The value of time and time choices. It’s Earth Day!
For two weeks, Bellingham has been awash in sun and warmth. Today though, the rain moved back in. Although I usually appreciate the dance between sun and rain, and the Pacific Northwest beauty created, this morning I was annoyed by the rain. I needed to travel a short distance from my home (not far, and not with others!), and usually I ride my bike. I didn’t want to spend the day in soggy clothes. As I stood next to the car key rack, feeling a little guilty because today is Earth Day, I did some mental math. If I drove, I would be dry and it would take me only about 3 minutes to get where I was going. If I biked, it would take me a couple minutes more, but I’d be soaked. If I walked, even with a raincoat, I could stay mostly dry, but it would cost me 20 minutes of time.
Fortunately, today, as most days in this stay-at-home era, I was not feeling time pressed. So I opted to walk. On the way out the door, I spied an umbrella – even better! I popped in my headphones and decided to listen to a TED talk that someone sent (to make better “use” of my time). My walk turned out to be lovely, with fresh leaves and flowers dripping with water and vitality. I started half-heartedly listening to the TED talk, wondering why I wasn’t just paying attention to the birds chatter. However, as the talk unfolded, my interest bloomed. The speaker was Dr. Elizabeth Dunn. She is a psychology professor at the University of British Columbia, where she carries out experimental research on “how time, money, and technology shape human happiness” (note ). In this talk, she told a tale of how our choices to give away our time, either to others or to doing good for the planet, can be affected by the value we place on our time. In addition, she explained many of the experiments that backed up her narrative. I love me some good data and science!
I’ve heard Dr. Dunn speak before. I’ve read her book, called “Happy Money,” where she describes how money may not buy happiness, but how we spend our money just might. It’s a really interesting read. In the book, one of the areas she identifies where spending can create lasting happiness is spending to buy time (AKA hiring a housecleaner), and spending to help others (AKA giving to others or causes).
In this talk, she lays out a case that as we value our time more highly (economically speaking), we tend to be less inclined to give it away. That gift of time could be through helping a friend or neighbor, volunteering, or in the environmental sense of walking vs. driving. Here is Dr. Dunn’s TED talk where she tells the story (it’s 12 minutes):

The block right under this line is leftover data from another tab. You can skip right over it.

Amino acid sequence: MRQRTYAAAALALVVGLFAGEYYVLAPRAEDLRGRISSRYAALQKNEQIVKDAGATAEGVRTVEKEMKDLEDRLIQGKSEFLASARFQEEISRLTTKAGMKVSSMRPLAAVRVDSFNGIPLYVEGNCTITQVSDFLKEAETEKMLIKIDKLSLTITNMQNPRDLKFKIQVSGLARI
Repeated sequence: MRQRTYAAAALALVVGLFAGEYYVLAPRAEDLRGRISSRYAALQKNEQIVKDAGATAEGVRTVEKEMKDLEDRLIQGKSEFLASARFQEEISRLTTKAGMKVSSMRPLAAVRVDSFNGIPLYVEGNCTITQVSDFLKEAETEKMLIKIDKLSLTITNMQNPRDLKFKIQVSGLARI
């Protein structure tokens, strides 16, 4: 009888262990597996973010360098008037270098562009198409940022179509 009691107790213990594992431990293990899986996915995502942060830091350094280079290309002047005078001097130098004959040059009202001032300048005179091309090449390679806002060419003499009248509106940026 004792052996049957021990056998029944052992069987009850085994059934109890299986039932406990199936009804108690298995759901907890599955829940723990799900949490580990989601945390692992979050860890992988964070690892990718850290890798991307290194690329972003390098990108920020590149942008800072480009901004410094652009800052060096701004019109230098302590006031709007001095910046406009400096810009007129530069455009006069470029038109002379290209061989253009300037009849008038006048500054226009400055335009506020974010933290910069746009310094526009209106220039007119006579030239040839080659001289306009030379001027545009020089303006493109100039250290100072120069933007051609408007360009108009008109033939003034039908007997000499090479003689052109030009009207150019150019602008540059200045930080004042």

On this Earth Day, I am appreciating the natural world that I love and cherish – the water, clean air, sun, mountains, and trails that surround us and sustain me. But today’s Earth Day is unlike any other in the last 50 years. Today, we are at home, isolated from larger communities. Some of us are in pain from sickness or a lack of income. Others are feeling a sense of relief as our busy world, filled with expectations and social comparisons has quieted. Many are noticing an abundance of time.
I am thinking about the human impacts on this wider natural world, the non-human world. There are stories emerging that while the human world quiets, the non-human natural world is blossoming. People report seeing stars instead of smog, dolphins in the usually crowded waterways of Italy. I wonder if we will see a drop in atmospheric CO2 emissions. It is likely as economic activity and travel has slowed. Global carbon emissions are a complicated study. On one hand, I’ve read that 70% of global carbon emissions can be traced back to 100 companies (note  for source). On the other hand, those companies are typically making products for people. People’s choices drive demand, and companies create products to satisfy demand. Thus, our choices have an impact. As a financial planner, I advise people on how they invest their resources. Last Earth Day, I wrote a blogpost about investing and sustainability, you can read it at Sustainable investing – add some green values to your portfolio.
Investments, however, are just one part of our financial lives. Cash flows (how money is earned, saved and spent) is another side. I enjoy helping people raise their consciousness of their spending. I enjoy helping people embrace the question, “what spending makes you happier?”
Money, however, is just one item we must budget. Our time is another. As I think about my own time budget, and how a feeling of abundance has crept into my “stay-at-home” life, I am wondering how my value of time affects my decisions. This morning, I had enough time to walk my travel. As a result, I saved a bit of gas, I saved a little bit of Carbon from entering the atmosphere, I was able to experience my neighborhood more directly, AND I got to expand my mind. Often however, I feel as though my time is too valuable. This podcast got me thinking. It made me think of the lyrics to the “magic penny” song I used to sing as a kid:
Love is something if you give it away,
You end up having more.
It’s just like a magic penny,
Hold it tight and you won’t have any.
Lend it, spend it, and you’ll have so many
They’ll roll all over the floor.
 Source: Dr. Elizabeth Dunn’s website. https://dunn.psych.ubc.ca/
 Source: Climate Accountability Study: https://www.cdp.net/en/articles/media/new-report-shows-just-100-companies-are-source-of-over-70-of-emissions